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Secure and Prove Copyright

Uses for ProofKeep:

Use No. 7: Copyright Protection


Copyright applies to all original literary, dramatic, musical, and artistic works provided the conditions set out in the Copyright Act have been met (that is, the work is original and fixed to a material form). This covers a wide range of creations, including books, motion picture films (i.e., cinematographic works), plays, paintings, drawings, and musical compositions. Copyright is the exclusive legal right to produce, reproduce, publish, or perform an original literary, artistic, dramatic, or musical work.

 

If you create original works. Copyright protection extends to all original works of authorship that show some creativity as soon as they are fixed in a tangible form. It's not necessary to register a work with the US or Canadian Copyright Offices for it to be protected, but registration can be useful because it provides evidence of the copyright claim and allows the copyright holder to seek statutory damages, attorney's fees, and court costs in the event of an infringement.

 

Copyright holders have the exclusive right to make copies, distribute, perform, or display their work and create derivative works based on it. If someone else exercises one of these rights without permission, the copyright holder may be able to sue for copyright infringement, which can result in damages, injunctions, legal fees, and even imprisonment.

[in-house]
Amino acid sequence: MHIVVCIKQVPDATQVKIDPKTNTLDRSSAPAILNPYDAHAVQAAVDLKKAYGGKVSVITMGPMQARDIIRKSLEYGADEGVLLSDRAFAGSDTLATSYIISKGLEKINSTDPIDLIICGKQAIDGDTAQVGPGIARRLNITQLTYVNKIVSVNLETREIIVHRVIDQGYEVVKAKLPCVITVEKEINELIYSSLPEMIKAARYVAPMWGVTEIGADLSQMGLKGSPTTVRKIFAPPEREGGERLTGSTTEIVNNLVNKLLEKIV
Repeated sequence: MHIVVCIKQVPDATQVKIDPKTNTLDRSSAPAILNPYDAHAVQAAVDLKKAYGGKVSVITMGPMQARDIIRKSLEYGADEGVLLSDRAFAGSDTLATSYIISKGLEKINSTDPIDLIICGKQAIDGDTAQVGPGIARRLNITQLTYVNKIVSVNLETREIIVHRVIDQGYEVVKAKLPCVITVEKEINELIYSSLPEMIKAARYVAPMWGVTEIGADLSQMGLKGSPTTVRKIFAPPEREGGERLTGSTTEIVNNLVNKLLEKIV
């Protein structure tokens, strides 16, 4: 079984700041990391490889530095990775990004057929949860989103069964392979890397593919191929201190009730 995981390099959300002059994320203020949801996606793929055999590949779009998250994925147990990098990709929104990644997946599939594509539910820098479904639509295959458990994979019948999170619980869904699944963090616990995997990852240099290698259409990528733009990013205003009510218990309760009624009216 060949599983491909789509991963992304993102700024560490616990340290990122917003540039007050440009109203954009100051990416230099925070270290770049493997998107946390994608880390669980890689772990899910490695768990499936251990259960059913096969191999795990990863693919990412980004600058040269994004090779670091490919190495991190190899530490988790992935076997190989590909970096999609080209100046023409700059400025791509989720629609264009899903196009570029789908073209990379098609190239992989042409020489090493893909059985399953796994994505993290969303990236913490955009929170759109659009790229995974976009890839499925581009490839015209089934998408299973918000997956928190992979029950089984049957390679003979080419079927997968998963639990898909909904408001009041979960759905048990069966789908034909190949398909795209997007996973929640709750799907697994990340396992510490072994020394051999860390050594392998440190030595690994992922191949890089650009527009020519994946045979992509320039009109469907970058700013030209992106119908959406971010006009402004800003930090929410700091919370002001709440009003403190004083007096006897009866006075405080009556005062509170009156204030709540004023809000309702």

To prove copyright infringement, the copyright holder must show that they have a valid copyright and that the accused party used their work illegally. To prove a valid copyright, the copyright holder can present a certificate or other evidence of when and where the work was created. Use ProofKeep to capture evidence of when and where your Performance took place.

 

To prove unauthorized use, the copyright holder must show that the accused party had access to the work and that the two works are substantially similar. If the copyright holder can't prove access, the accused party can claim they created their work independently. However, if the original work is widely known, it may be difficult for the accused party to successfully claim independent creation. The principle of fair use is a common defense against copyright infringement. To claim fair use, the accused party must typically show that they used the work for noncommercial or educational purposes, that the work is suitable for such use, that they didn't use the whole work, and that their use didn't harm the market for the original work.

 

Use ProofKeep to help mitigate or eliminate time-consuming, and costly disputes.

 

Register to use ProofKeep.